This week we’re profiling Alzheimer’s Association. Are they in your Givolio?
Dementia is not a specific disease. It’s an overall term that describes a wide range of symptoms associated with a decline in memory or other thinking skills severe enough to reduce a person’s ability to perform everyday activities.
Dementia is a general term for a decline in mental ability severe enough to interfere with daily life. Other symptoms of Dementia are:
- Communication and language
- Ability to focus and pay attention
- Reasoning and judgment
- Visual perception
Dementia is caused by damage to brain cells. This damage interferes with the ability of brain cells to communicate with each other. When brain cells cannot communicate normally, thinking, behavior and feelings can be affected.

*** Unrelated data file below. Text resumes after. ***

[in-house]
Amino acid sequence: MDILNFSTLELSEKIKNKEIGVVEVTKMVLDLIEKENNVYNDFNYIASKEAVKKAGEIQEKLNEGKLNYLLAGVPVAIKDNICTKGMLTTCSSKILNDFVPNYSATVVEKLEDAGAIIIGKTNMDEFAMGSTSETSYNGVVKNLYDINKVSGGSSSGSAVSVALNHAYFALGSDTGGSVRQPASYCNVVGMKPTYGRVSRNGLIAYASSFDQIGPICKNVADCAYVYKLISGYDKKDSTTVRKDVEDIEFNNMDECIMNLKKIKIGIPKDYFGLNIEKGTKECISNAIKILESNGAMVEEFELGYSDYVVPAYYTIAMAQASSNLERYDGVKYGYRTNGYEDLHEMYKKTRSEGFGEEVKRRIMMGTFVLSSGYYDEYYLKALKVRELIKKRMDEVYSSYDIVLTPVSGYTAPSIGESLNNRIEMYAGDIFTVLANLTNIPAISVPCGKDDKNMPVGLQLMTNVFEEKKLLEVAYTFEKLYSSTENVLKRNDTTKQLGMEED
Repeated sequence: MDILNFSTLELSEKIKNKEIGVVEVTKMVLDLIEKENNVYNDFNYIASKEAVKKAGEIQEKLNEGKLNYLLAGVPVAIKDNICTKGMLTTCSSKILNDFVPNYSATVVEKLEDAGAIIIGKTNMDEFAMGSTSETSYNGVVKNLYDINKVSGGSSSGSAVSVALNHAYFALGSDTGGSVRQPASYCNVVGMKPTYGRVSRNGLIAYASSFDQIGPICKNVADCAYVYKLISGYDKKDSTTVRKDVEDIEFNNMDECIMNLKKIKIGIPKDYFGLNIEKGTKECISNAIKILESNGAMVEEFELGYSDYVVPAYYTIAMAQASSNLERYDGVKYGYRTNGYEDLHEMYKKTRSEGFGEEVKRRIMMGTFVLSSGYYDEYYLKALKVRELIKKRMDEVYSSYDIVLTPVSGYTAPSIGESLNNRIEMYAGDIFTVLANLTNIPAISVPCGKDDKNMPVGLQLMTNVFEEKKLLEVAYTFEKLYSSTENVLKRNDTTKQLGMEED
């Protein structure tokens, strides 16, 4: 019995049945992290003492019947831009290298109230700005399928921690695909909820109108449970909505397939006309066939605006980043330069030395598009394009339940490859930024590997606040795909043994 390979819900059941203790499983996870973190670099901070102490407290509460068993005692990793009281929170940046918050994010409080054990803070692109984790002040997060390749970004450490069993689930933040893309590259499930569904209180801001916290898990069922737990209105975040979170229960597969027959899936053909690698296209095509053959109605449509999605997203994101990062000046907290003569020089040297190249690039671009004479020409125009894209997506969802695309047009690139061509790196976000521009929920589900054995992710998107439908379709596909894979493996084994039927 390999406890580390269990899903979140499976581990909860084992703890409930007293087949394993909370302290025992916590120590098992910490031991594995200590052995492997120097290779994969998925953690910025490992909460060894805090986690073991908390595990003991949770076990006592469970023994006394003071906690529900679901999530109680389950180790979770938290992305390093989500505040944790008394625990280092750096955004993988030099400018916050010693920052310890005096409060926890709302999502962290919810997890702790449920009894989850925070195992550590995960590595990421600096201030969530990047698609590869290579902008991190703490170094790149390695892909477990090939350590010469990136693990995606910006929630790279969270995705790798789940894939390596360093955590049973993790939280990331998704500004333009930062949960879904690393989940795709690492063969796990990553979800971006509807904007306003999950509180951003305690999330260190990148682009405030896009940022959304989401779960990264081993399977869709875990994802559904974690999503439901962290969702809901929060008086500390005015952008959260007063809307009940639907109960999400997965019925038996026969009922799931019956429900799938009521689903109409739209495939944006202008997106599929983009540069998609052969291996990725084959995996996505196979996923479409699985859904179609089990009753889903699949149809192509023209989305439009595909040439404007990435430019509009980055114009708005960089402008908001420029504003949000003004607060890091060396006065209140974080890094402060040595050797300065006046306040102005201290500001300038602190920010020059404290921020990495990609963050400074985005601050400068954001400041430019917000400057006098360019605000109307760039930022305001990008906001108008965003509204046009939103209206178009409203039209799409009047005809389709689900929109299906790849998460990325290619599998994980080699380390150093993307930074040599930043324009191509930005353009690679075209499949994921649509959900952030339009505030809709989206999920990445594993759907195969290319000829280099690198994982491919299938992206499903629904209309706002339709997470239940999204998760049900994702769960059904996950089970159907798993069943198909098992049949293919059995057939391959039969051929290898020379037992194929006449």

Alzheimer’s is the most common type of dementia. Alzheimer’s disease accounts for 60 to 80 percent of cases of Dementia. In Alzheimer’s disease, high levels of certain proteins inside and outside brain cells make it hard for brain cells to stay healthy and to communicate with each other. The brain region called the hippocampus is the center of learning and memory in the brain, and the brain cells in this region are often the first to be damaged. That’s why memory loss is often one of the earliest symptoms of Alzheimer’s.
The majority of people with Alzheimer’s are 65 and older. But Alzheimer’s is not just a disease of old age. Up to 5 percent of people with the disease have early onset Alzheimer’s (also known as younger-onset), which often appears when someone is in their 40s or 50s.